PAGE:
And there are always the feeders drawing birds you can watch from inside the store. Who knows, maybe I’ll find that Wilson’s warbler there this spring.

By Margo D. Beller

As Margo mentioned, join us for a morning bird walk any Friday or Saturday morning at 8am. Meet at the new Hoffman lot (closest to the new store) and bring your binoculars! (But don't worry--a binocular can be loaned to you if you need one).

Birding With Disabilities (2/14/2012)

One takes so much for granted in this world. Walking, for example.

Towards the end of his life my father couldn’t get around very well because of Parkinson’s disease. He walked unsteadily but would use a wheelchair for longer distances or attending a family function. One day when I was visiting I decided I would wheel him over to the waterfront four long blocks away, to get him out of the house.

It was an eye-opener for me. The sidewalk cracks and ruts I could cross with nary a thought would get the wheels of the chair stuck, forcing me to strain to push the chair out and jostling him around in the process. Curbs - few were adjusted for wheelchairs as they are now - were another hurdle to be carefully surmounted.

SH path He never complained - we eventually did get to the bay and later I rolled him back home in the street, which was more dangerous but smoother - but I know he would’ve preferred being driven.

I thought of my father recently when one of my friends happened to mention going up to Scherman Hoffman to get something from the store - seed, a feeder, I can’t remember - and had taken her uncle. He is another man who doesn’t go very far on foot (although he doesn’t have Parkinson’s) and so uses a wheelchair. My friend wanted to get him out of the house and away from the television.  While she was inside shopping, she said, her uncle had stayed in the car.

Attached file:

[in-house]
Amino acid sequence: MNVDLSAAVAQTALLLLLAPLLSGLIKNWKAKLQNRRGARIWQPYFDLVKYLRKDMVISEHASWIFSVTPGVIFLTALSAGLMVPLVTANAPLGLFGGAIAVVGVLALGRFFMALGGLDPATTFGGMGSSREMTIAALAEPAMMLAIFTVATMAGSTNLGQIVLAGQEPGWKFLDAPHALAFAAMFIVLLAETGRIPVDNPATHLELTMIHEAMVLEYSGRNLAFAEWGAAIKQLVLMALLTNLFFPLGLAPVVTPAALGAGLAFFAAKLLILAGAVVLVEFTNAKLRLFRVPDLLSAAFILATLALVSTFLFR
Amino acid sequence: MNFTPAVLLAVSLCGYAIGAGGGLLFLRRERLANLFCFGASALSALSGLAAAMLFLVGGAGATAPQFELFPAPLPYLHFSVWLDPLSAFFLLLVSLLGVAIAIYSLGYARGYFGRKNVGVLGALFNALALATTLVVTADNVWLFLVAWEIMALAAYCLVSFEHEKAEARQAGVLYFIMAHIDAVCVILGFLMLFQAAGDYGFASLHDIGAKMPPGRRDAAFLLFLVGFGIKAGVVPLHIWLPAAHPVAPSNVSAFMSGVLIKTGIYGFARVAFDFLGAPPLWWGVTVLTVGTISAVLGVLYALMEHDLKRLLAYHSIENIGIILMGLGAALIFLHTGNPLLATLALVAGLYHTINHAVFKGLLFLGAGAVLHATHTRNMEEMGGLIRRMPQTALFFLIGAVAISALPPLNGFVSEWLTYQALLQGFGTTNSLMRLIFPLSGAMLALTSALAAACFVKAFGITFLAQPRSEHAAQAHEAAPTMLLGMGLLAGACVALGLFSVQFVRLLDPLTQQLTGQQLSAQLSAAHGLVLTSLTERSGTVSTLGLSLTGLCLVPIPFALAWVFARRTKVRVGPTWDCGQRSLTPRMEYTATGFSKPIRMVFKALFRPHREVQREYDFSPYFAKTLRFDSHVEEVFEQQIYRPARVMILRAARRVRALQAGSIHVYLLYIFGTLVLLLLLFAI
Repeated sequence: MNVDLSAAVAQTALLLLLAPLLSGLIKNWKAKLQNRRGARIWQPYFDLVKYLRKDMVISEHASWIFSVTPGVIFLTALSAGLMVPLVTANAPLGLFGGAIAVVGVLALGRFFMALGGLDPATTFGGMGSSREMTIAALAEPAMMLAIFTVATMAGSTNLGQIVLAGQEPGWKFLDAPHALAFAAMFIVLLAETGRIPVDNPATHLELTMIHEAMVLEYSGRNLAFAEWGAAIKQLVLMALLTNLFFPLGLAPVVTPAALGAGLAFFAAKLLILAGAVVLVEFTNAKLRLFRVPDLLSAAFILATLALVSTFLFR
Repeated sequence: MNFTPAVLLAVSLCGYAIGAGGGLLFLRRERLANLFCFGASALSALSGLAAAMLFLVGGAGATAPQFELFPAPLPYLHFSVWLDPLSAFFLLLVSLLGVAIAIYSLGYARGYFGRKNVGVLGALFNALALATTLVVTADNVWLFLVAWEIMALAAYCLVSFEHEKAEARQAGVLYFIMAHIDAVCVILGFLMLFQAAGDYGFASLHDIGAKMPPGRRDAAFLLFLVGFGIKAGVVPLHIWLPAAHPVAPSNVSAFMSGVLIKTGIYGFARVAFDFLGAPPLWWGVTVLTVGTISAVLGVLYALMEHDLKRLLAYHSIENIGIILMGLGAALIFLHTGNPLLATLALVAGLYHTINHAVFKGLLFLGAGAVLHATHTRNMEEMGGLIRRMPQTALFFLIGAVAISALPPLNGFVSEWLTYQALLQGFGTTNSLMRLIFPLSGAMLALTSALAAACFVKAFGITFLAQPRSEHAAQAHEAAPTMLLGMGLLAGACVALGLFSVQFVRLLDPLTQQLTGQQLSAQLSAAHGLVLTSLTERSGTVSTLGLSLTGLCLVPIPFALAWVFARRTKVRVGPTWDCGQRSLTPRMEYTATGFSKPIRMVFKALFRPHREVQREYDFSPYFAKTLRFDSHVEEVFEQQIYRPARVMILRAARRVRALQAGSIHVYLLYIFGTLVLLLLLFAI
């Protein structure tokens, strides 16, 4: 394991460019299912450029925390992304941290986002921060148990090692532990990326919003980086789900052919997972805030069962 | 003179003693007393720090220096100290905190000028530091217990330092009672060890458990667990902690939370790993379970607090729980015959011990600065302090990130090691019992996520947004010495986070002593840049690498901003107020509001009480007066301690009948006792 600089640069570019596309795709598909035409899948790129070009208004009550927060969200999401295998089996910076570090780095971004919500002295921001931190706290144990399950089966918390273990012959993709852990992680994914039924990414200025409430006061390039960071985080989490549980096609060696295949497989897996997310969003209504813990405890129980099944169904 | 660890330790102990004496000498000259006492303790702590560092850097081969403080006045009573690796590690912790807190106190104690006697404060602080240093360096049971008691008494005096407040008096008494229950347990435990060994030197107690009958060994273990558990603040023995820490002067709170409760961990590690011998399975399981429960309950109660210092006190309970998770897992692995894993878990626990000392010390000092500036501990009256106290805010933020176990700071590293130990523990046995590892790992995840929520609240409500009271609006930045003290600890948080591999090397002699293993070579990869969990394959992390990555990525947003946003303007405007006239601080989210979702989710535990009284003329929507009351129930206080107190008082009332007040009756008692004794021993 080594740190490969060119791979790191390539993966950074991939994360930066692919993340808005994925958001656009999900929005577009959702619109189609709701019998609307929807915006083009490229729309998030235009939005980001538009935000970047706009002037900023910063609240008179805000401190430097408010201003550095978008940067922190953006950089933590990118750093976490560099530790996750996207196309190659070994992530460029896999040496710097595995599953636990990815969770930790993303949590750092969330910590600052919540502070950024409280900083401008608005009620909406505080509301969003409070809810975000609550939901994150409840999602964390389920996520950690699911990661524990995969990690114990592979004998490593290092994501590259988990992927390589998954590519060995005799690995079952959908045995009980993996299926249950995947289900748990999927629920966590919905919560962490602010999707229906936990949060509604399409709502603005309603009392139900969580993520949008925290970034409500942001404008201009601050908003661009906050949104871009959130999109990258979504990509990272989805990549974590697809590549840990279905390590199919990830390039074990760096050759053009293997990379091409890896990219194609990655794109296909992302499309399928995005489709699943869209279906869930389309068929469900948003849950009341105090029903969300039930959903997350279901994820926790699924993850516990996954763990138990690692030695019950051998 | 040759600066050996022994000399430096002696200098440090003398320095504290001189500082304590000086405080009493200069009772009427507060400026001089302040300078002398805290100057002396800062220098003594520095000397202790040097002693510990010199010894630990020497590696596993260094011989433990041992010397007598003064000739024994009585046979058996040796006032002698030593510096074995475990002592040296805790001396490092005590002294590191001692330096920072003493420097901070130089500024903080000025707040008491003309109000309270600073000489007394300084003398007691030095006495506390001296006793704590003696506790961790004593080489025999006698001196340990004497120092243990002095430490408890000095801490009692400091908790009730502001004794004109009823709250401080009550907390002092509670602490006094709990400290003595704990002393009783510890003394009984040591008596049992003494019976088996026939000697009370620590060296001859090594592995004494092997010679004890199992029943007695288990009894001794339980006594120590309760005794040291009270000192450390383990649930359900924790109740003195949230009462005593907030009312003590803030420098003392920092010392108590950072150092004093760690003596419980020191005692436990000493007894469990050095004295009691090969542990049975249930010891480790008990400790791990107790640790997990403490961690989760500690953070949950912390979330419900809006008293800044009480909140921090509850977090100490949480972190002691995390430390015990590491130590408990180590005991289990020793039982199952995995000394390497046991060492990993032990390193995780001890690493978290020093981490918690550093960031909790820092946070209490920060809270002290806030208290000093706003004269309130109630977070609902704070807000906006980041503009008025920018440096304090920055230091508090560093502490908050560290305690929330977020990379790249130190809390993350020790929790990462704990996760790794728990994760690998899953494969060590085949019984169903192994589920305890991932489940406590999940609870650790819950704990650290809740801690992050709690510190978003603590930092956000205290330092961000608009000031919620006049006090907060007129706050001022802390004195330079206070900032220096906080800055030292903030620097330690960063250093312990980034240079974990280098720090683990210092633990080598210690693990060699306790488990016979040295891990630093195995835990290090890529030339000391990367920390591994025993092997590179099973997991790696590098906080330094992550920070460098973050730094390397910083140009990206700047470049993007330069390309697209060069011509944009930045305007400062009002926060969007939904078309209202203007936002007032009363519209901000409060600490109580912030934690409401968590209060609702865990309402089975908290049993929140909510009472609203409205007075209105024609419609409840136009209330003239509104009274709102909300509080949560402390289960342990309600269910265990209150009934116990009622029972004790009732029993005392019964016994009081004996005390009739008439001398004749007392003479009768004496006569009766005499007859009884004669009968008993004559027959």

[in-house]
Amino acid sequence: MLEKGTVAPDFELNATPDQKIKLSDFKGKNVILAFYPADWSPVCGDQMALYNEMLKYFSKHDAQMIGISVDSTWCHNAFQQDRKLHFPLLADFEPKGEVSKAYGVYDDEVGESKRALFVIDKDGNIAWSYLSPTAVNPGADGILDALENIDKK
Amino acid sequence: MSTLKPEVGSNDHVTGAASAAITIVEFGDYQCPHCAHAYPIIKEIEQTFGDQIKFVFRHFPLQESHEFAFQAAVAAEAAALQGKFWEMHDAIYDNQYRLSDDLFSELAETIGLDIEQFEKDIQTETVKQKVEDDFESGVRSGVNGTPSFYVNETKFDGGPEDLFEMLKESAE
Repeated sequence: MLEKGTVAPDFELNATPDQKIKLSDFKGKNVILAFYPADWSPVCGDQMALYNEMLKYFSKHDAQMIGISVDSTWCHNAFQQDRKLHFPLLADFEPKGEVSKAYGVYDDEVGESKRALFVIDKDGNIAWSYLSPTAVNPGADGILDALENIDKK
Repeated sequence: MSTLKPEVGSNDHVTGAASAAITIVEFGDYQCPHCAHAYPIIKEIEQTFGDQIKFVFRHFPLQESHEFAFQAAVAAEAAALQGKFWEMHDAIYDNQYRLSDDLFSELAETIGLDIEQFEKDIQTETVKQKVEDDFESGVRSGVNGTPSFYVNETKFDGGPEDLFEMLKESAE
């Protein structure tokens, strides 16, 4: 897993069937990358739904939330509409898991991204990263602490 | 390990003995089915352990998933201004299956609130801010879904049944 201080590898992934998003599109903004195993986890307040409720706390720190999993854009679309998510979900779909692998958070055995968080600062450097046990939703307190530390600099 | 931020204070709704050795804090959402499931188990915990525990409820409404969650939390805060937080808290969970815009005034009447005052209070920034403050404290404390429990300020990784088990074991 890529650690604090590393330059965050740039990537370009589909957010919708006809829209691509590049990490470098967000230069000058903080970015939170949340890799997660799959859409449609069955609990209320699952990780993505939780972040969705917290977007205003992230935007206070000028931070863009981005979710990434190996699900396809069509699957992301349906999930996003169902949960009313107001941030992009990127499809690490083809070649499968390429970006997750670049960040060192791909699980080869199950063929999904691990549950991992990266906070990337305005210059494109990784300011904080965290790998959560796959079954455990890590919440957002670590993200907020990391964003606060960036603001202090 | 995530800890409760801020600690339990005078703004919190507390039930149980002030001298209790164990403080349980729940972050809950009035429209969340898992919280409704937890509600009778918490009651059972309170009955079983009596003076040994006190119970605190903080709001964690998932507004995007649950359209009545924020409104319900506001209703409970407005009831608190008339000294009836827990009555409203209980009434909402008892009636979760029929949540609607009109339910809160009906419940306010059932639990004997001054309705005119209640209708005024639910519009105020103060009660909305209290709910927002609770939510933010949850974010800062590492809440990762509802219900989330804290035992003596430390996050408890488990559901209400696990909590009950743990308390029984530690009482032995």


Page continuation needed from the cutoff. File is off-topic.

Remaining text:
If you enjoy birding or even just taking a long walk, anything that limits your independence can be terrible, and having a disability can be the worst thing to happen. But it can also be a challenge to spur you to overcome it - if you want to do so.

At Scherman Hoffman the handicapped have their own entrance to the education center, from the upper lot to the second floor. From there they go to a classroom or can take an elevator down to the store or up to the outside platform. My friend’s uncle could’ve gotten out of the car and gone, slowly, into the building but felt safer in the car.

I contrast him with a woman I’ve met in my birding travels who also can’t get around very well but has a completely different attitude - she birds from her car. She drives to an area and just sits with her binoculars and waits for the birds to come, sometimes for hours at a time. She told me she has seen quite a lot that way, and she is happy with that because otherwise she would not be able to go birding.

Considering the hills of Bernardsville where it is located, going down from the Scherman education center and into the woods is difficult for those who need wheels or are unsteady on their feet, although plenty of older, steadier people enjoy walking on the sanctuary’s trails. There are no boardwalked trails as can be found in state or federal nature areas such as the Great Swamp or Cape May State Park.

As those of us of the Baby Boom generation get older, we don’t want to be kept captive by our disabilities. If you go to a search engine such as Google and type in “birding tours for the handicapped”  you will find a host of websites providing tours for those in wheelchairs, the disabled or the elderly. There is even a group, “Birding for All,” with chapters in the UK and the US, that seeks to “improve access for people with disabilities to reserves, facilities and services for birding.”

This is a wonderful thing. Since we can’t make ourselves younger (at least physically; mentally is another thing), if you can’t take yourself out to the woods for a quiet stroll the next best thing, I think, is to go on a tour with others like you who have good (birding) and bad (the pain, etc.) in common and are equally focused on retaining their independence.

It is a scary thing to feel your mortality. There are times when images through my binoculars look fuzzy, even when the binoculars are in focus. There are times when I take a long walk and soon feel tired, although I usually get my second wind when something flies over. Still, I’d rather be tired on my feet walking a trail than stuck sitting inside.

Would my father have grown to share my interest in birds had I known more at the time and driven him to a suitably birdy location?  I’d like to think he’d have at least tried to learn something, as I did when I pushed his wheelchair so long ago.

Margo D. Beller